49th Bengal Infantry

This article is about the 49th Bengal Infantry and aims to help you research the Regiment and soldiers who served with it during the First World War. I have also have created a series of guides to help you research soldiers who served in the Indian Army during the First World War:

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The 49th Bengal Infantry in the First World War

Lineage: Formed at Karachi on 1 July 1917 as the 49th Bengal Infantry but later redesignated as the 49th Bengalis. The Regiment was disbanded on 30 August 1920.

Class Composition of Battalion in 1919: Bengalis.

The 49th Bengalis was one of the most unusual Indian units to be formed during the First World War and the Regiment makes an excellent case study of the martial races theory. The Regiment was borne by the desire of Bengalis to contribute to the war effort and a Double Company of Bengalis was recruited in 1916. These early recruits formed the basis of the Regiment which was formed at Karachi on 1 July 1917. The extract below was taken from the July 1918 Indian Army List and recorded the Indian officers serving with the Regiment.

49th Bengalis Indian officers 1918Bengalis were not considered fighting material by the Indian Army and throughout its brief existence, the Regiment attracted the scorn of the establishment. The following is a report by Brigadier-General E. D. Money, on the Regiment’s Depot for the year 1918:

The discipline, tone and appearance of all ranks has improved of late, but is still far from satisfactory. The men can turn out well but do not do so as they are by nature of dirty, filthy habits. Morally and physically they are without much stamina and generally lack all sense of responsibility, decency or shame. Reliable Bengali Indian Officers and Non-Commissioned Officers seem quite unprocurable, and without these satisfactory results can hardly be expected.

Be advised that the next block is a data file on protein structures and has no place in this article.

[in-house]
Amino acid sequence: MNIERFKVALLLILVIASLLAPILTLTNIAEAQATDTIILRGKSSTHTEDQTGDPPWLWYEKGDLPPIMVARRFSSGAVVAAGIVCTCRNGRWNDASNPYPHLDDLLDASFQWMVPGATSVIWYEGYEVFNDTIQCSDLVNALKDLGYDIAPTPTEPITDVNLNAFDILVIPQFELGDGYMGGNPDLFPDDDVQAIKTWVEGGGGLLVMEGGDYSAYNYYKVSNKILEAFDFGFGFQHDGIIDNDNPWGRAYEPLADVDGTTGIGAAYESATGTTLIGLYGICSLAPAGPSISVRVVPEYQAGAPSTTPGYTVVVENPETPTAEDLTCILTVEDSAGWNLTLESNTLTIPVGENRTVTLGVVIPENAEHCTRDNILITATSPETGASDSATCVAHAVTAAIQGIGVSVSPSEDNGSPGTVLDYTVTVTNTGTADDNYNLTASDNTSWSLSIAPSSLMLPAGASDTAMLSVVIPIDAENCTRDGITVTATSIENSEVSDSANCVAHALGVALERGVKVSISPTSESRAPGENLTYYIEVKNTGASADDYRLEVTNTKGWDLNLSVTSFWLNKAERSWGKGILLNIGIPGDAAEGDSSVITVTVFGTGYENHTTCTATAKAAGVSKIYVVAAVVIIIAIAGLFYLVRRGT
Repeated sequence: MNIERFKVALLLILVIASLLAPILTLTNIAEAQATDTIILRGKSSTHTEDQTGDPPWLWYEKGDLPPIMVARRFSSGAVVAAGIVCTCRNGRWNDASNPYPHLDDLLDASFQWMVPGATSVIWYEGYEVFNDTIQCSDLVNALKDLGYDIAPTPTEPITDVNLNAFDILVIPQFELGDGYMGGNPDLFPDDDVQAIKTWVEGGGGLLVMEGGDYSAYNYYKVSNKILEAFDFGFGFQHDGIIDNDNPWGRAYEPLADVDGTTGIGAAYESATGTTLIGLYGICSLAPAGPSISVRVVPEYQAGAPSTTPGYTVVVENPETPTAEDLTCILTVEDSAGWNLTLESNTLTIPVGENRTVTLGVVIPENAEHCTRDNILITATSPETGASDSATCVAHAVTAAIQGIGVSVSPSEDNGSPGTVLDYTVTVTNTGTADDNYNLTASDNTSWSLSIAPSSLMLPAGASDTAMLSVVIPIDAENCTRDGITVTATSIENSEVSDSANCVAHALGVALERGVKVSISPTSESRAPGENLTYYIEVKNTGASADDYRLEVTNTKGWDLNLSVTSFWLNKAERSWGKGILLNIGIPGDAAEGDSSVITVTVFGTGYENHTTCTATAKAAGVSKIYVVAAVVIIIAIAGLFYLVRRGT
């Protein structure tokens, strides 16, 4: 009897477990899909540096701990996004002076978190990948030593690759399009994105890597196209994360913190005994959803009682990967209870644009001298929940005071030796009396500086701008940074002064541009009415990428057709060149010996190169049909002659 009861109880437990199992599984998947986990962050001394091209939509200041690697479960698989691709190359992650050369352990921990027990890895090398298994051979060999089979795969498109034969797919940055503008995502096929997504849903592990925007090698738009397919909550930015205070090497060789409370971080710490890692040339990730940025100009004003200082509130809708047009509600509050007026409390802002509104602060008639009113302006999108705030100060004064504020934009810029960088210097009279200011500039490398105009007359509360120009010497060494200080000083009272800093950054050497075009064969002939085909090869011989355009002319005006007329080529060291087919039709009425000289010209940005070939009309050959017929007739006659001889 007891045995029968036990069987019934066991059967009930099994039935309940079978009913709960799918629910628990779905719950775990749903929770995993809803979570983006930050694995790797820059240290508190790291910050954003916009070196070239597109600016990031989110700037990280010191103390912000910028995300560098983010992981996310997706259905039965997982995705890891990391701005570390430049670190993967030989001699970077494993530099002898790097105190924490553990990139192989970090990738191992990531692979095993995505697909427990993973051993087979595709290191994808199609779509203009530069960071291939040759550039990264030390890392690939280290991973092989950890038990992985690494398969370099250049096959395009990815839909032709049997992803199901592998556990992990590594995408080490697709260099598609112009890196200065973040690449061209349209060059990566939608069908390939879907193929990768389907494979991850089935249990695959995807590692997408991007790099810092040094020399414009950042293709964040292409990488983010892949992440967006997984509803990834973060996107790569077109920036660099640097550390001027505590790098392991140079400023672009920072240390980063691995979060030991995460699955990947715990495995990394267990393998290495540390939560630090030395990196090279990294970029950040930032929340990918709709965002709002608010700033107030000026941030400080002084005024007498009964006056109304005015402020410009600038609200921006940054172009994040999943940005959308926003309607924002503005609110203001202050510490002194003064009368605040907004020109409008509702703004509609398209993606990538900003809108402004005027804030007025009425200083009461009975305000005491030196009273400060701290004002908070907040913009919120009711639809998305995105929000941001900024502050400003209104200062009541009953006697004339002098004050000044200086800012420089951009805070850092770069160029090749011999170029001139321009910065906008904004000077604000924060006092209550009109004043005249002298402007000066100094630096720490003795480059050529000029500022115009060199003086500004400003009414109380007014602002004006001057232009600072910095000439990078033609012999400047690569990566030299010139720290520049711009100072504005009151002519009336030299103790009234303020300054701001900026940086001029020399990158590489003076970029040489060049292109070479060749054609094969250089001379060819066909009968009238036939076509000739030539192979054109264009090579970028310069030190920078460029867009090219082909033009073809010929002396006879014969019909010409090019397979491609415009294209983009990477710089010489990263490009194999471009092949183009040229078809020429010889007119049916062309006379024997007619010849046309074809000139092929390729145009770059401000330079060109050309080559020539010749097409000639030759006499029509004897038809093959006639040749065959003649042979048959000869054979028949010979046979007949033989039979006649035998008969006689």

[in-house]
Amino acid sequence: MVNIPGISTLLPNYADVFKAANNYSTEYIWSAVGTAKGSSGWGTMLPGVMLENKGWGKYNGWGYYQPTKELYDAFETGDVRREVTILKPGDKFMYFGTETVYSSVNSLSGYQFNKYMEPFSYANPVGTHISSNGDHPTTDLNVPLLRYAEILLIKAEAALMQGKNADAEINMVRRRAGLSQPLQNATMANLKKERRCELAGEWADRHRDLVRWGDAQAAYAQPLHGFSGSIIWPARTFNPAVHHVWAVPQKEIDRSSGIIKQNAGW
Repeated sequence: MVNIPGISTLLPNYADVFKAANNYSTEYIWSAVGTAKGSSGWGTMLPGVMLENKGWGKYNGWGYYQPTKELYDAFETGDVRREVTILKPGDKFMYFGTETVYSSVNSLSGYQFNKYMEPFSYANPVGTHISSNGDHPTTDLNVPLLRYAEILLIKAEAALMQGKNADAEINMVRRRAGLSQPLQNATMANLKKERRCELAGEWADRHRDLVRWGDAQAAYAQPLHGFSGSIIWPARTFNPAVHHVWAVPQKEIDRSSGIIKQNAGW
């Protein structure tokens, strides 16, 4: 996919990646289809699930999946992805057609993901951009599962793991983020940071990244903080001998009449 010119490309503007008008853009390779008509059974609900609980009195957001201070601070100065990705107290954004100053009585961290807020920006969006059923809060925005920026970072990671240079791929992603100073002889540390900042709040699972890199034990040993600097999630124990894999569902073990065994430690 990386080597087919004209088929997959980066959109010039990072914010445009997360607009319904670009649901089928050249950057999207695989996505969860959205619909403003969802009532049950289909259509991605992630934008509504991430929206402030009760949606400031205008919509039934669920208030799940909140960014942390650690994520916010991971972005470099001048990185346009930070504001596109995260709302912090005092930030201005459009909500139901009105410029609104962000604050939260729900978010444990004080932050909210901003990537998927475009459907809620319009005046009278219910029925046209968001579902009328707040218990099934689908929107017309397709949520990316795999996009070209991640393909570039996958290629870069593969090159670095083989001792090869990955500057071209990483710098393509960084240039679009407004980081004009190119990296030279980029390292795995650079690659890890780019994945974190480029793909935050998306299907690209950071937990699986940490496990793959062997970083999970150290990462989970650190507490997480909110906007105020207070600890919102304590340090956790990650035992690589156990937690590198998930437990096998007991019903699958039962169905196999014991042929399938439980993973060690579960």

Lieutenant-General C. A. Anderson also reported:

I saw this depot on 21st January 1919. In spite of all efforts made to turn them into soldiers the material is physically so unpromising and mentally so unsuited to become soldiers that I do not think it could ever be brought to the point of having any military value as fighting material.

Confidential review reports on Indian Army units, depots, British officers, etc. for 1918-1919 IOR/L/MIL/7/17030

The 49th Bengalis arrived at Basra, Mesopotamia (Iraq) in July and August 1917. The Regiment would have an uneventful war serving on the Lines of Communication for nearly three years. For the exact location of the Regiment and its activities, there are two war diaries which can be downloaded. The 49th Bengalis returned to India in 1920 and was disbanded on 30 August 1920.

War Diaries of the 49th Bengalis

There are two war diaries for the 49th Bengalis and both have been digitized by the National Archives. To download the war diaries for a small fee click on the blue links below which will take you to the National Archives’ website. I have transcribed some extracts at the bottom of the page.

  • Date: 01 July 1917 – 30 April 1918